Outdoors

Riparian Repast

Lunch on the South Fork

Wednesday, December 5, 2018

A great blue heron squawked maniacally overhead as we marched around a concrete road barrier onto the South Fork trail. 

“That bird sounds hangry,” said the Lady of the House, pausing briefly to get a bead on it through the treetops. “Perhaps we should invite it to lunch.”

“That’s your prerogative,” I said, amused to find myself slipping around so much over a greasy mat of wet leaves. “But I’ve got dibs on the pastrami sandwich.”

Pretty soon, the initial squawking dissipated and a new round of squawking started up. This time, the sound was shrill and seemed to come closer, gyrating around us. 

“Something weird is happening up there,” I mused, shuffling around like a tap dancer.

“Well,” chimed the Lady, close behind me, “you’re right about that. I don’t know what you outdoors experts call it, but this section of trail is slicker than snot.”

“Think it’s snotty now?” I wanted to say. “ou should have tried splashing through all the puddles in here 10 years ago—before hundreds of volunteers from local conservation-based organizations pitched in to help make major improvements.”

Instead, all I said was, “Once we break out of this red alder forest about a half-mile ahead or so there’ll be plenty of clean, boot-packed gravel for our soles to grip again.”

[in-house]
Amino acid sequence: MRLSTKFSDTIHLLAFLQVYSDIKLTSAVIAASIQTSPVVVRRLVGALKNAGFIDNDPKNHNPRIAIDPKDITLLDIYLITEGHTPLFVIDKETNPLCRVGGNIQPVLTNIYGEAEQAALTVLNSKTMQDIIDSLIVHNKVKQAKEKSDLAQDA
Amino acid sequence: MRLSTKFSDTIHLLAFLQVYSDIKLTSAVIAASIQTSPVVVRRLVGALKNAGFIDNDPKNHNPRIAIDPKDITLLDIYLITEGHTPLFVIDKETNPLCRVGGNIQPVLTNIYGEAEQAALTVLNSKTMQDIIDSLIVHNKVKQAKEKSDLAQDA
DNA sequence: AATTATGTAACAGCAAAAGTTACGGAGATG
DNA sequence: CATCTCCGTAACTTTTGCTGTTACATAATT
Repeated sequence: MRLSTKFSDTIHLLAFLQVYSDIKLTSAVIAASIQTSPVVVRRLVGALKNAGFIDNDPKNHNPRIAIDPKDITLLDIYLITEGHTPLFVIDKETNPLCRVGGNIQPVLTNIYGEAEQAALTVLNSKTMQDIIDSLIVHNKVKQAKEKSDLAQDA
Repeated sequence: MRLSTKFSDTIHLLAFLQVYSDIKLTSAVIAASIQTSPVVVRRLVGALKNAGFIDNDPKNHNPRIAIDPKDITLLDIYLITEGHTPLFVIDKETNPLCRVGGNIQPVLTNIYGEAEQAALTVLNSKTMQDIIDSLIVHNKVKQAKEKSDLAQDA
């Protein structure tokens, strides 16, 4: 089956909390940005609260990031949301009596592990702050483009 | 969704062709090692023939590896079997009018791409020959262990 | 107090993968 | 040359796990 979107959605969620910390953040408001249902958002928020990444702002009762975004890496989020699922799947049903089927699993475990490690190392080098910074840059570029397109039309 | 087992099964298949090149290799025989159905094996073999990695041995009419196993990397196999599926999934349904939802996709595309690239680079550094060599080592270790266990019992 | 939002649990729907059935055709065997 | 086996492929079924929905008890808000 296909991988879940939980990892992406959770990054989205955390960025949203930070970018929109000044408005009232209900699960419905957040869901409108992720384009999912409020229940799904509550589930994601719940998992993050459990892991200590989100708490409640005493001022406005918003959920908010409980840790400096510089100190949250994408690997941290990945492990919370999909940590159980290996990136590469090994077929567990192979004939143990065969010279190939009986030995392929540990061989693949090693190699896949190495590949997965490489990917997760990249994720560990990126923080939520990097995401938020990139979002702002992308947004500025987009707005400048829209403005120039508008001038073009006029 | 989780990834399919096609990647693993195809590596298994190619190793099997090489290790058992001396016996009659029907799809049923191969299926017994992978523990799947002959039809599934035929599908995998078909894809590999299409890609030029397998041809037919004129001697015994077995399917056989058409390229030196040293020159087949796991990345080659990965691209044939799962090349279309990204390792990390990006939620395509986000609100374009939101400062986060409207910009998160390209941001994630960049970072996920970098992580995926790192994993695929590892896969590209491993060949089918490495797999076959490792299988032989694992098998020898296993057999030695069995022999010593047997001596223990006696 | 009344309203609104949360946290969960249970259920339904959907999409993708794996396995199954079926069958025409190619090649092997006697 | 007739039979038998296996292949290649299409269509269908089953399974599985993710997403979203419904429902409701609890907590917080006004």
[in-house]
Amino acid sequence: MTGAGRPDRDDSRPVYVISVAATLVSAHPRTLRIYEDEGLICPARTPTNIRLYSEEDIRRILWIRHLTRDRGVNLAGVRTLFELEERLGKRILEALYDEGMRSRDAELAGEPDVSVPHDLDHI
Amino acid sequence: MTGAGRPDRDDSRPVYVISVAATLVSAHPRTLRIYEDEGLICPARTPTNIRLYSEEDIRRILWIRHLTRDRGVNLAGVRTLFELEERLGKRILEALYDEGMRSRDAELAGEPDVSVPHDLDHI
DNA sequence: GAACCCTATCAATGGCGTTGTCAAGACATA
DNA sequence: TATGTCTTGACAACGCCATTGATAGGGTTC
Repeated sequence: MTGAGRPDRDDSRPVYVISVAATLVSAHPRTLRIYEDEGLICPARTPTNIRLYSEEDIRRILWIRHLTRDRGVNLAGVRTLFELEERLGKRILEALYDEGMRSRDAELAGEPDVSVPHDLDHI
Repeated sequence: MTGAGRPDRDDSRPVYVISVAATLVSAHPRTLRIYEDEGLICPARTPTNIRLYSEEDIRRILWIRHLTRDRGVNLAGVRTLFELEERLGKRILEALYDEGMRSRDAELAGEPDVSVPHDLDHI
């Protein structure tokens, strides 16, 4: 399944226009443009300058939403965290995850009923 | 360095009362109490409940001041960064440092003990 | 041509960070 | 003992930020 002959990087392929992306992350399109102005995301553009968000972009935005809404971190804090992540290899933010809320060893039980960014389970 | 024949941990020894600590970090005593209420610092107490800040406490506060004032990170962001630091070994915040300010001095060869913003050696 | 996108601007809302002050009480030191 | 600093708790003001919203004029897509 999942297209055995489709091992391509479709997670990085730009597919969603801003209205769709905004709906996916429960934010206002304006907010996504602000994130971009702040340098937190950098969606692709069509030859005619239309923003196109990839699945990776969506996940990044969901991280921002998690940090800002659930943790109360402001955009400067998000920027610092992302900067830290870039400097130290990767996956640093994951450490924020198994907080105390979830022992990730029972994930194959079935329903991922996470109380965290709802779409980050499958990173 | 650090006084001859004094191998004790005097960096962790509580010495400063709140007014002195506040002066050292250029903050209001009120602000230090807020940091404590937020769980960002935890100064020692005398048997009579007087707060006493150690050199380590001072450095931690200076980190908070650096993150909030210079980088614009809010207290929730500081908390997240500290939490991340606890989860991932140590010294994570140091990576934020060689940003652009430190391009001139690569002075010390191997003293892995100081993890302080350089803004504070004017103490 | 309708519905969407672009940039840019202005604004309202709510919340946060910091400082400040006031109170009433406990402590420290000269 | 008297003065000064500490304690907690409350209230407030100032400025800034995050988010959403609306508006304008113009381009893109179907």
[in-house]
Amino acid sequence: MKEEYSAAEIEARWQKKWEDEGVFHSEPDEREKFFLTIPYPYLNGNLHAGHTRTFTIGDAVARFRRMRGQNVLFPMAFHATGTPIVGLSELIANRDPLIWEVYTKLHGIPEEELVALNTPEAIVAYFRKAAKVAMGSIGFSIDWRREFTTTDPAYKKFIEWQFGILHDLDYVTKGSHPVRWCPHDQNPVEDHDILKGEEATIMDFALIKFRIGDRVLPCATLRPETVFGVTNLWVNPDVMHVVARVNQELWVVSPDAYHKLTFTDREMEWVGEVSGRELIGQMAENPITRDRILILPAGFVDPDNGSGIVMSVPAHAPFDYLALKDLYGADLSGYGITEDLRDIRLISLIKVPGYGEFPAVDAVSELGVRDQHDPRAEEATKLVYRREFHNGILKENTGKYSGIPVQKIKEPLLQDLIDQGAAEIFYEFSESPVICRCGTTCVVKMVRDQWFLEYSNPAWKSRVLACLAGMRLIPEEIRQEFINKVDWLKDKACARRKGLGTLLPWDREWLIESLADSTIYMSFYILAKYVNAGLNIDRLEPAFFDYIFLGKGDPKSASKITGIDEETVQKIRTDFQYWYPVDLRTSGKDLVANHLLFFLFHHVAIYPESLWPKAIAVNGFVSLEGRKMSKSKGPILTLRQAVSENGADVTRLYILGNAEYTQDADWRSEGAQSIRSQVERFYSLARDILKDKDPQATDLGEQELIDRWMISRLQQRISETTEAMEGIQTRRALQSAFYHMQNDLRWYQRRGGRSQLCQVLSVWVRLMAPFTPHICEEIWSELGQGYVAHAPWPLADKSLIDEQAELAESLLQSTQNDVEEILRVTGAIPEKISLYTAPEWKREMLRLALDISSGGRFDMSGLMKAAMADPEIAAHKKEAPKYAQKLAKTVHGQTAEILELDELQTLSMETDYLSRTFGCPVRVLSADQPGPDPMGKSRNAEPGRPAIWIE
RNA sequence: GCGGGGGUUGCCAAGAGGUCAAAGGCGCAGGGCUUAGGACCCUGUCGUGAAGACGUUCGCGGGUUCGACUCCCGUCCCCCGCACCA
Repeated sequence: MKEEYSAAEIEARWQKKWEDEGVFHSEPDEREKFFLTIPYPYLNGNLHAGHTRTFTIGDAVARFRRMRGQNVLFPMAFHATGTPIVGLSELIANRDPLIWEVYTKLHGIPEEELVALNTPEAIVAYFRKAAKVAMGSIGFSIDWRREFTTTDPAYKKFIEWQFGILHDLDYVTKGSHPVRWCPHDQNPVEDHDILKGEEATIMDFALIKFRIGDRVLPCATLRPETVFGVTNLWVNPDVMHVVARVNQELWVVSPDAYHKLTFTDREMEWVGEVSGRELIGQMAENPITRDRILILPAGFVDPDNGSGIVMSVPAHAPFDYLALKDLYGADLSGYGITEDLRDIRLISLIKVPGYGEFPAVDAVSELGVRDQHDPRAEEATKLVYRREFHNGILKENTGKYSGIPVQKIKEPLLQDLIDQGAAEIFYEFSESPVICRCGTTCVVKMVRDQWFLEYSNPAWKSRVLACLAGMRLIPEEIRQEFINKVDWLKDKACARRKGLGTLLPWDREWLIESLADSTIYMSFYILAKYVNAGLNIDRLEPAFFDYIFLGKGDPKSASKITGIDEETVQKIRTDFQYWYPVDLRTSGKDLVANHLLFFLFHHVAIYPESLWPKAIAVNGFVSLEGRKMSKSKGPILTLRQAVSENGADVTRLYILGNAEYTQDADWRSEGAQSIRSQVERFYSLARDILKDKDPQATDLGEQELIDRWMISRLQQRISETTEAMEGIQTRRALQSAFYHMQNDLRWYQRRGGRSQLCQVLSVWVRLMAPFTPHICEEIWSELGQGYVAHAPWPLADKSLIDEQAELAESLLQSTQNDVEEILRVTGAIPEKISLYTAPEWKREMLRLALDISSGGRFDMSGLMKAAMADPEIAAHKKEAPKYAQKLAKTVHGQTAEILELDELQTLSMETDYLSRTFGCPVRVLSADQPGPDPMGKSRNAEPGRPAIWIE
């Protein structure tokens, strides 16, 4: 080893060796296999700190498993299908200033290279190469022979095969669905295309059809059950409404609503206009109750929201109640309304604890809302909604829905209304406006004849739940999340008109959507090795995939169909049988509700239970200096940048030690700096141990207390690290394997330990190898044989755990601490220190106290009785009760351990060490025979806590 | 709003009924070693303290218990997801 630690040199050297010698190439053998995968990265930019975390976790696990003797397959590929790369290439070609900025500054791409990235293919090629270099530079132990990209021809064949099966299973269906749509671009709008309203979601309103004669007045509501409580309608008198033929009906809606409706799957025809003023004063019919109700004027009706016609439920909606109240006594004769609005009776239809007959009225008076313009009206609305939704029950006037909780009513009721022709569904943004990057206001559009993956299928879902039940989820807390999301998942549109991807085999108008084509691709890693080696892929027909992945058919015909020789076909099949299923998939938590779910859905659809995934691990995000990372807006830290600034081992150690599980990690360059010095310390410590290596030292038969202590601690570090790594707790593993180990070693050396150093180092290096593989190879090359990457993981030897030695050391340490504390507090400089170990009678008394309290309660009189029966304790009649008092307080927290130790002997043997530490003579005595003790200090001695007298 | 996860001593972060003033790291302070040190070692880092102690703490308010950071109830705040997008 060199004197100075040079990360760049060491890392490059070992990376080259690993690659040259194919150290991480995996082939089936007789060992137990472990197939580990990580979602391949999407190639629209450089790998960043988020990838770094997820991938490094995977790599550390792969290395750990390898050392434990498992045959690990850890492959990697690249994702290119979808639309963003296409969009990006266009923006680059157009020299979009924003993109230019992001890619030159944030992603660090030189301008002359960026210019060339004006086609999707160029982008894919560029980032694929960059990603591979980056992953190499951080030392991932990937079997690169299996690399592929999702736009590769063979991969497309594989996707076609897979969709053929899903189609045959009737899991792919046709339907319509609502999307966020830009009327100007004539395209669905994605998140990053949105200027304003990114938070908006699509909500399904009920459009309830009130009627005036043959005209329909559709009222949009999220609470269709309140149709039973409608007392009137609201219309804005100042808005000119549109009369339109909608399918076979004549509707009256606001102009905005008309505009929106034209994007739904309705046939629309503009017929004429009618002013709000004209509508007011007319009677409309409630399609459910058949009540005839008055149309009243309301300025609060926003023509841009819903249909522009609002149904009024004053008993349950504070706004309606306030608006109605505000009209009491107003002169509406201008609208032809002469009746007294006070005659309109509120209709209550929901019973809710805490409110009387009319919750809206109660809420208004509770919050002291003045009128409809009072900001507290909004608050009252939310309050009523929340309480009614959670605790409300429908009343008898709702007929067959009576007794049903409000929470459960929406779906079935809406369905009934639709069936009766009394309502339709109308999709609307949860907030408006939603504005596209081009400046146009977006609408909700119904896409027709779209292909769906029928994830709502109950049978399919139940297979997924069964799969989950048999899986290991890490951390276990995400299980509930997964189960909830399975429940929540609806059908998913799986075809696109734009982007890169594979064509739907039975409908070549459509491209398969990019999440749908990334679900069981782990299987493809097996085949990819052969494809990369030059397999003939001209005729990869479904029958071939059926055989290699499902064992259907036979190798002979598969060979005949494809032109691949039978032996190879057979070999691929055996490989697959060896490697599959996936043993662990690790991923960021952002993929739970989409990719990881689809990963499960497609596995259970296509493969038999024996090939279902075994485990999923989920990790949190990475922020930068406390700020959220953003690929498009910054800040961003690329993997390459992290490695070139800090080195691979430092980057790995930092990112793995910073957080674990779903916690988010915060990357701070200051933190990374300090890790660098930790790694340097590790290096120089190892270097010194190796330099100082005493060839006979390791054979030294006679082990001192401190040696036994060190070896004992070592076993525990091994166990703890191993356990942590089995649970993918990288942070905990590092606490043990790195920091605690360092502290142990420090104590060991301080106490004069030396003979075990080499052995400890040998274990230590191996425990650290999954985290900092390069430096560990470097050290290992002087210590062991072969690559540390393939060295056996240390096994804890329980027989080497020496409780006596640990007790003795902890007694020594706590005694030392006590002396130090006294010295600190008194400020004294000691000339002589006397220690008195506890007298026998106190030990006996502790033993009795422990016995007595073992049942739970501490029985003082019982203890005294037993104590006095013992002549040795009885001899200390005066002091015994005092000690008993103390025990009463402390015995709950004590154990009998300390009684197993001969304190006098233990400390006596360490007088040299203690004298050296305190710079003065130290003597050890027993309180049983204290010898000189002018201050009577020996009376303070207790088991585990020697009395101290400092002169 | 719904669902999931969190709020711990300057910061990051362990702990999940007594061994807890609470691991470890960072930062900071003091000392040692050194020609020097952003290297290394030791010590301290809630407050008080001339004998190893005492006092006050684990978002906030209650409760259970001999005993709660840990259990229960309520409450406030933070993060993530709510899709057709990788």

“Cold comfort,” she sighed, squooshing stridently through the silage. “But by this point, I’ll take all the gravel you can give me.”

At the stream crossing below the beaver marshes we encountered the first of many coho salmon we’d see that afternoon. It wasn’t too big—just a spry little nibbler—but when it leaped up between the stepping stones, glancing off the Lady’s precariously balanced outstretched right shoe, it generated just enough impact to put her shin-deep into the drink.

That cold water tingled her toes and her shoes got soaked. But afterward, while seated on a half-rotten log wringing out her socks, she assessed the phenomenon with appreciative regard.  

From there we followed the trail into a stand of second-growth conifers that seemed to twist and turn forever through a mossy, root-gnarled enthrallment of dense coastal greenery.

Inevitably, while bushwhacking around to one of my favorite acceptably concealed riverside lunch spots, I soon became entranced by the phosphorescent glow of my chief totemic forest-dwelling life form—bearded lichen.  

I stroked one spongy-soft strand on a low-hanging vine. Then another. And another. Finally, I grabbed a whole bunch and pulled them together like a curtain in front of me.

“Dear lord,” the Lady gasped, bashing toward me through the brush. “What have you done?”

“Call me Methuselah Usnea,” I bellowed, stroking my temporary chin whiskers. “Follow me to the riverbank and I’ll give you the best seat in the house.”

Settled by the river, lunch never tasted so good. Herons squawked. Eagles glided low through trees. And the coho—what seemed like thousands of crimson-bellied beauties—kept swimming and digging and leaping for home somewhere between the slippery rocks.

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